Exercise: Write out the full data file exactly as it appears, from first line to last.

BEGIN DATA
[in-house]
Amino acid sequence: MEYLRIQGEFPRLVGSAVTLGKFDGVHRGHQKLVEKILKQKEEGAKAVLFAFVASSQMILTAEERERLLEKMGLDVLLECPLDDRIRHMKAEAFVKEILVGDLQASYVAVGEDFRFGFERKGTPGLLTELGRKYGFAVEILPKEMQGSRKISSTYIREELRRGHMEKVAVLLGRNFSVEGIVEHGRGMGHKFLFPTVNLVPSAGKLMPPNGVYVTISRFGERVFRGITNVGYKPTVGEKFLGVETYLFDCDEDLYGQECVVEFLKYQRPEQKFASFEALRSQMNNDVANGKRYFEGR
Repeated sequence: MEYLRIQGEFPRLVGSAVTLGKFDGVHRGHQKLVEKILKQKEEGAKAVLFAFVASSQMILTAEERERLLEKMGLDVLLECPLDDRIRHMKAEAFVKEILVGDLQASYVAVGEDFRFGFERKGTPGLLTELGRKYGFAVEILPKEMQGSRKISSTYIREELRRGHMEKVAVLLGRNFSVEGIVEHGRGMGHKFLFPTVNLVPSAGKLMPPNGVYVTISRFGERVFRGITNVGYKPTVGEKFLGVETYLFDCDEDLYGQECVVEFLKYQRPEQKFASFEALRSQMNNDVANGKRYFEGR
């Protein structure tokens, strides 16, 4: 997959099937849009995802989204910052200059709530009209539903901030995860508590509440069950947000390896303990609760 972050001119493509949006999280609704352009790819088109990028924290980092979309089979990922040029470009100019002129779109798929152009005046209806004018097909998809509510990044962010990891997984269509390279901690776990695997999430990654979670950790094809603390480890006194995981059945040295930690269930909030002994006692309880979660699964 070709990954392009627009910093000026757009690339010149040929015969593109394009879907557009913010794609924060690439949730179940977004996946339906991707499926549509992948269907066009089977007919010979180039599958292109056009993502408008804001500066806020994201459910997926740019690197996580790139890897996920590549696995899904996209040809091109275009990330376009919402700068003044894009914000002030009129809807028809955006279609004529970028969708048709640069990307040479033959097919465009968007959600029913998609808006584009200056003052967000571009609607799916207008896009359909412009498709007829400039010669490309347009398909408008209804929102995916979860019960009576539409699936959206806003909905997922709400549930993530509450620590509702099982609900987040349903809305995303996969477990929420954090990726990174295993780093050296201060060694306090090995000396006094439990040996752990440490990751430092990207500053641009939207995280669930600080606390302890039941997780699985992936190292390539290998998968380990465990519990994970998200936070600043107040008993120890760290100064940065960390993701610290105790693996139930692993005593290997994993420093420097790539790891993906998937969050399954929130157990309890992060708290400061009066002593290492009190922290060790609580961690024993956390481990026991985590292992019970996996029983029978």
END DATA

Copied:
[in-house]
Amino acid sequence: MEYLRIQGEFPRLVGSAVTLGKFDGVHRGHQKLVEKILKQKEEGAKAVLFAFVASSQMILTAEERERLLEKMGLDVLLECPLDDRIRHMKAEAFVKEILVGDLQASYVAVGEDFRFGFERKGTPGLLTELGRKYGFAVEILPKEMQGSRKISSTYIREELRRGHMEKVAVLLGRNFSVEGIVEHGRGMGHKFLFPTVNLVPSAGKLMPPNGVYVTISRFGERVFRGITNVGYKPTVGEKFLGVETYLFDCDEDLYGQECVVEFLKYQRPEQKFASFEALRSQMNNDVANGKRYFEGR
Repeated sequence: MEYLRIQGEFPRLVGSAVTLGKFDGVHRGHQKLVEKILKQKEEGAKAVLFAFVASSQMILTAEERERLLEKMGLDVLLECPLDDRIRHMKAEAFVKEILVGDLQASYVAVGEDFRFGFERKGTPGLLTELGRKYGFAVEILPKEMQGSRKISSTYIREELRRGHMEKVAVLLGRNFSVEGIVEHGRGMGHKFLFPTVNLVPSAGKLMPPNGVYVTISRFGERVFRGITNVGYKPTVGEKFLGVETYLFDCDEDLYGQECVVEFLKYQRPEQKFASFEALRSQMNNDVANGKRYFEGR
């Protein structure tokens, strides 16, 4: 997959099937849009995802989204910052200059709530009209539903901030995860508590509440069950947000390896303990609760 972050001119493509949006999280609704352009790819088109990028924290980092979309089979990922040029470009100019002129779109798929152009005046209806004018097909998809509510990044962010990891997984269509390279901690776990695997999430990654979670950790094809603390480890006194995981059945040295930690269930909030002994006692309880979660699964 070709990954392009627009910093000026757009690339010149040929015969593109394009879907557009913010794609924060690439949730179940977004996946339906991707499926549509992948269907066009089977007919010979180039599958292109056009993502408008804001500066806020994201459910997926740019690197996580790139890897996920590549696995899904996209040809091109275009990330376009919402700068003044894009914000002030009129809807028809955006279609004529970028969708048709640069990307040479033959097919465009968007959600029913998609808006584009200056003052967000571009609607799916207008896009359909412009498709007829400039010669490309347009398909408008209804929102995916979860019960009576539409699936959206806003909905997922709400549930993530509450620590509702099982609900987040349903809305995303996969477990929420954090990726990174295993780093050296201060060694306090090995000396006094439990040996752990440490990751430092990207500053641009939207995280669930600080606390302890039941997780699985992936190292390539290998998968380990465990519990994970998200936070600043107040008993120890760290100064940065960390993701610290105790693996139930692993005593290997994993420093420097790539790891993906998937969050399954929130157990309890992060708290400061009066002593290492009190922290060790609580961690024993956390481990026991985590292992019970996996029983029978």